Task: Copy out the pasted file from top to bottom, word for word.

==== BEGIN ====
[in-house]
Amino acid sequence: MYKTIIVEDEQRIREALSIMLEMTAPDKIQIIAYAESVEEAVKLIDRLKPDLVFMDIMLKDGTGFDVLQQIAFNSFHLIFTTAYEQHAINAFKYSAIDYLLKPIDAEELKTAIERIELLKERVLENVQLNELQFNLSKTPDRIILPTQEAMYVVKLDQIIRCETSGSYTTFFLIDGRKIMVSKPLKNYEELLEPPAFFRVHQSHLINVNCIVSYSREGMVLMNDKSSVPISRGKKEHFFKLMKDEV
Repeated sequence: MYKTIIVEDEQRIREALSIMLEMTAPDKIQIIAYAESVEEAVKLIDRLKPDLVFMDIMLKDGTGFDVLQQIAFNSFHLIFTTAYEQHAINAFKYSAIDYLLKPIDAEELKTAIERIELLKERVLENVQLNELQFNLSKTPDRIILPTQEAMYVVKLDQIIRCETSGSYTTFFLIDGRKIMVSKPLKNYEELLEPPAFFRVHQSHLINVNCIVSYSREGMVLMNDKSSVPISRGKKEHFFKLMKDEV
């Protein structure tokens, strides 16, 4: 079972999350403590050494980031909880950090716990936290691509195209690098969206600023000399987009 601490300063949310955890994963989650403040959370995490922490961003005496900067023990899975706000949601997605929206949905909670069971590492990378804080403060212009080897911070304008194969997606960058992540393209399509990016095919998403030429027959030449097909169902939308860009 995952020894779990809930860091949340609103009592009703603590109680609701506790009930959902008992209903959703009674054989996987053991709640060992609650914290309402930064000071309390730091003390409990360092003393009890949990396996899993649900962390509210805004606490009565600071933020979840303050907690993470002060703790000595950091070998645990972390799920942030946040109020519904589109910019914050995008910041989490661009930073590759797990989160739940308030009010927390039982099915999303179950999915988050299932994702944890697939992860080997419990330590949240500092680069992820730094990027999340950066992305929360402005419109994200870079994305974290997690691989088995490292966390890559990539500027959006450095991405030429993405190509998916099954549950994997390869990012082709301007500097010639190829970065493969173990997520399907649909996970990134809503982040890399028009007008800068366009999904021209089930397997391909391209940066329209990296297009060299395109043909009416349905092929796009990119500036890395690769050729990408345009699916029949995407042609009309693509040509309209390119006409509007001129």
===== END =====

[in-house]
Amino acid sequence: MYKTIIVEDEQRIREALSIMLEMTAPDKIQIIAYAESVEEAVKLIDRLKPDLVFMDIMLKDGTGFDVLQQIAFNSFHLIFTTAYEQHAINAFKYSAIDYLLKPIDAEELKTAIERIELLKERVLENVQLNELQFNLSKTPDRIILPTQEAMYVVKLDQIIRCETSGSYTTFFLIDGRKIMVSKPLKNYEELLEPPAFFRVHQSHLINVNCIVSYSREGMVLMNDKSSVPISRGKKEHFFKLMKDEV
Repeated sequence: MYKTIIVEDEQRIREALSIMLEMTAPDKIQIIAYAESVEEAVKLIDRLKPDLVFMDIMLKDGTGFDVLQQIAFNSFHLIFTTAYEQHAINAFKYSAIDYLLKPIDAEELKTAIERIELLKERVLENVQLNELQFNLSKTPDRIILPTQEAMYVVKLDQIIRCETSGSYTTFFLIDGRKIMVSKPLKNYEELLEPPAFFRVHQSHLINVNCIVSYSREGMVLMNDKSSVPISRGKKEHFFKLMKDEV
């Protein structure tokens, strides 16, 4: 079972999350403590050494980031909880950090716990936290691509195209690098969206600023000399987009 601490300063949310955890994963989650403040959370995490922490961003005496900067023990899975706000949601997605929206949905909670069971590492990378804080403060212009080897911070304008194969997606960058992540393209399509990016095919998403030429027959030449097909169902939308860009 995952020894779990809930860091949340609103009592009703603590109680609701506790009930959902008992209903959703009674054989996987053991709640060992609650914290309402930064000071309390730091003390409990360092003393009890949990396996899993649900962390509210805004606490009565600071933020979840303050907690993470002060703790000595950091070998645990972390799920942030946040109020519904589109910019914050995008910041989490661009930073590759797990989160739940308030009010927390039982099915999303179950999915988050299932994702944890697939992860080997419990330590949240500092680069992820730094990027999340950066992305929360402005419109994200870079994305974290997690691989088995490292966390890559990539500027959006450095991405030429993405190509998916099954549950994997390869990012082709301007500097010639190829970065493969173990997520399907649909996970990134809503982040890399028009007008800068366009999904021209089930397997391909391209940066329209990296297009060299395109043909009416349905092929796009990119500036890395690769050729990408345009699916029949995407042609009309693509040509309209390119006409509007001129």